Saturday, January 16, 2010

Frugal Friday - Giving What You Have

Can I post a Frugal Friday post on Saturday? Yesterday ended up being crazy busy and I had a headache bordering on a migraine so sleep was a tidge more important when I finally had some spare time.

Anyway, back to the post! :)

With everything that's going on in Haiti I'm sure just about everyone has heard of the giving that is needed to help combat the devastation in the country. Giving is certainly something that is good to do and is something God asks us to do, no matter what our circumstances.

But sometimes it's hard to give. We look at our current budgets and think there's no way we can give. We look at our busy schedules and think that our time is too full to volunteer.

Really, we can do something. Really and truly.

What can we do? Here's a start:

  • Clean out and donate. Seriously. Most of us have way more than we need - extra clothes, household items, kids' toys (outgrown or underplayed with), even a couple of extra canned goods. There are many, many organizations that collect these things. The Salvation Army, Goodwill Industries, local thrift stores and food banks, and many other organizations take these items and some even pick up.
  • Give those extra 'sample' size toiletries to a homeless shelter or soup kitchen. Our church collects these items to assemble into packets. The free samples of toothpaste that you get from the dentist can go there. So can the bottles of shampoo and conditioner and min-sized bars of soap you pick up when you travel from your hotel rooms. Just make sure you don't open them.
  • Collect your spare change. Dump that change in a jar - even if it's just your pennies - and donate it to a ministry of your choice. There are great ones out there - Compassion International, Samaritan's Purse, Heifer International, and one of my favorites, Feed My Starving Children. Another that is rarely mentioned is Operation Bootstrap Africa.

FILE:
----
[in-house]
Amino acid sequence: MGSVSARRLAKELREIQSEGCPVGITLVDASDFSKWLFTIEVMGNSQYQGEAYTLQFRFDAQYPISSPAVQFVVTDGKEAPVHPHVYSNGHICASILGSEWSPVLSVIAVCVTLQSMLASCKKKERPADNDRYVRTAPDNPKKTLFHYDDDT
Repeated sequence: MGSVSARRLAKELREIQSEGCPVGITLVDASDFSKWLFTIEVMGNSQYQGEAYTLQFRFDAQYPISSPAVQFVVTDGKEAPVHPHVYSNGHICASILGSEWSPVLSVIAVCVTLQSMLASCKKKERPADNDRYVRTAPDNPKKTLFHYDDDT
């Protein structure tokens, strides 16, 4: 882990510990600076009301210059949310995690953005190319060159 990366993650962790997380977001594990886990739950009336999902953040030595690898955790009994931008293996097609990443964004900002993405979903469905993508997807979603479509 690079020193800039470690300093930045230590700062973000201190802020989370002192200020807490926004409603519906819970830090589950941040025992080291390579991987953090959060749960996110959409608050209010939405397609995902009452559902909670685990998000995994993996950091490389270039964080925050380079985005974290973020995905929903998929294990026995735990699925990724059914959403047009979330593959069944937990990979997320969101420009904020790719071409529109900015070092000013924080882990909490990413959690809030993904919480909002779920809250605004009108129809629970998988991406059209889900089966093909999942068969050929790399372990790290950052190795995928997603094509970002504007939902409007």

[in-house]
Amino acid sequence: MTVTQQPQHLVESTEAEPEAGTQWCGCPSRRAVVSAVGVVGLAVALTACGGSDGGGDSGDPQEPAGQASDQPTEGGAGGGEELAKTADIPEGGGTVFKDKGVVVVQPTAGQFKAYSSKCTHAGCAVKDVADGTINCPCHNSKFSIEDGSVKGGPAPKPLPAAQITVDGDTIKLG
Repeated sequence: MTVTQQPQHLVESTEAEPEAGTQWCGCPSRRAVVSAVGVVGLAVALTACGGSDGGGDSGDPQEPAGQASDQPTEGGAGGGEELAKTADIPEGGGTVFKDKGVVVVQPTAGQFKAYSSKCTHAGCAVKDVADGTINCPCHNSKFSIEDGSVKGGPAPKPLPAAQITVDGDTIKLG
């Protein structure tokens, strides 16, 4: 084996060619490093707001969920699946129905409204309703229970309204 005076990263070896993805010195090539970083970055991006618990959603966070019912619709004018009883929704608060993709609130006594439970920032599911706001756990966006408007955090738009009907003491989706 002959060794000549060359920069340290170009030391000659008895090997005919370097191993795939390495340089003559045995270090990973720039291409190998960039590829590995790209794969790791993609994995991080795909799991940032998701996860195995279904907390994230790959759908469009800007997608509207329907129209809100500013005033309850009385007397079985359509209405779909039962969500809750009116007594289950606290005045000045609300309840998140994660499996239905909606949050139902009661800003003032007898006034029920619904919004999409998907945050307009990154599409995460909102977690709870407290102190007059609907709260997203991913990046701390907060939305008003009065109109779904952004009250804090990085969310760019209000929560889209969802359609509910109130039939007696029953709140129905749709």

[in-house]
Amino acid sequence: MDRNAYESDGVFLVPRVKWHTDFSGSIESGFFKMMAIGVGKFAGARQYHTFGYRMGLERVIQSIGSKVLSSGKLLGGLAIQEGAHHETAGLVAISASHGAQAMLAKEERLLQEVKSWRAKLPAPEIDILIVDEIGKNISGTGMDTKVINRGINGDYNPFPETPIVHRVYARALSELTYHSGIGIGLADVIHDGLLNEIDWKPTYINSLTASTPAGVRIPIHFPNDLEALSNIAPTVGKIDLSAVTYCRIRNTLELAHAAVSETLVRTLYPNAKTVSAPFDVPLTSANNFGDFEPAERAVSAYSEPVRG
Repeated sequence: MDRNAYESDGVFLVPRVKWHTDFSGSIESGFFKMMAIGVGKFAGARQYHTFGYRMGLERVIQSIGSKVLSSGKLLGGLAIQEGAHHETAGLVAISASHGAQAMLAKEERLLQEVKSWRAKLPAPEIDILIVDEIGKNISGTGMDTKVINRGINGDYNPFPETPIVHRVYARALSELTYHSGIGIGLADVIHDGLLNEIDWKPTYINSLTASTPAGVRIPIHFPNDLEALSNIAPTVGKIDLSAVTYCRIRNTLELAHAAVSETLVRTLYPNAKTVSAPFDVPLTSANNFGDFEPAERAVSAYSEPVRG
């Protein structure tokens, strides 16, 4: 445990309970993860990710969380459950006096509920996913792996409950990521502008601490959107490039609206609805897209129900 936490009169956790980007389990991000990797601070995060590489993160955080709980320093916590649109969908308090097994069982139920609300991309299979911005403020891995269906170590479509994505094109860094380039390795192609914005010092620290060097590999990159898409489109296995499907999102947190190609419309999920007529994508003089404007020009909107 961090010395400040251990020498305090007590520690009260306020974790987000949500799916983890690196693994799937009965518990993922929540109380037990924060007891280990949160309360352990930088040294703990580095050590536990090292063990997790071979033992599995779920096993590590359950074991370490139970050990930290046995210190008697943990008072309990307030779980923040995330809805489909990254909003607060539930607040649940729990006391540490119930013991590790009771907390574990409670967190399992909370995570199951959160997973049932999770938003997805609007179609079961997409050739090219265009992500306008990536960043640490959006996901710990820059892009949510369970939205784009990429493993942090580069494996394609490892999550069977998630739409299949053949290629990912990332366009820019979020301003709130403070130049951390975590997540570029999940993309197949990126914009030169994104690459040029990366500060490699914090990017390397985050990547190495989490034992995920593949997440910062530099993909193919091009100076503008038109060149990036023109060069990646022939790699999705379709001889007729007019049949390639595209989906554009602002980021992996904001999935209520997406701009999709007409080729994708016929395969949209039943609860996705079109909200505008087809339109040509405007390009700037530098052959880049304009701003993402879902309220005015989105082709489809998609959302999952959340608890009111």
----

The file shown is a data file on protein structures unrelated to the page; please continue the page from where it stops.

• Spend an hour one time. Most of us really can find an hour of our time over the course of a month to spend time. Stock shelves, sort donations, fill food packets or baskets. Even if it's just once a year, really you can find the time to do it.
  • Use your talents. Can you sing or play an instrument? Donate time to teach a child or adult, or bring some joy to a nursing home or hospital. Can you do data entry? Donate an hour a month to a charity to keep their books. Can you clean, iron, or rake leaves? Find an elderly neighbor, new mom, or other person who needs some help. Can you make phone calls? Offer to call for volunteers even if you can go yourself. The possibilities are endless.
  • Pray. Even if you can't do anything else, you can pray. This is so important and God may even respond with more ideas to give of your time, money and talent.

Responding to the crisis in Haiti is important. But don't feel that you are useless if you can't respond. Respond to another need in your community. By doing so you not only meet a need at home, but you also free up resources to be used for global needs, like the crisis in Haiti. The incidence of crisis in this country and around the world will likely never end and being able to respond in a time of need, no matter what that need is, will make us all better citizens and disciples of Christ.

Yes, we can be frugal and charitable. Isn't that what living a frugal life and being good stewards of the bounty God has given us is about anyway?

For more Frugal Friday, see LifeasMom!

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Lea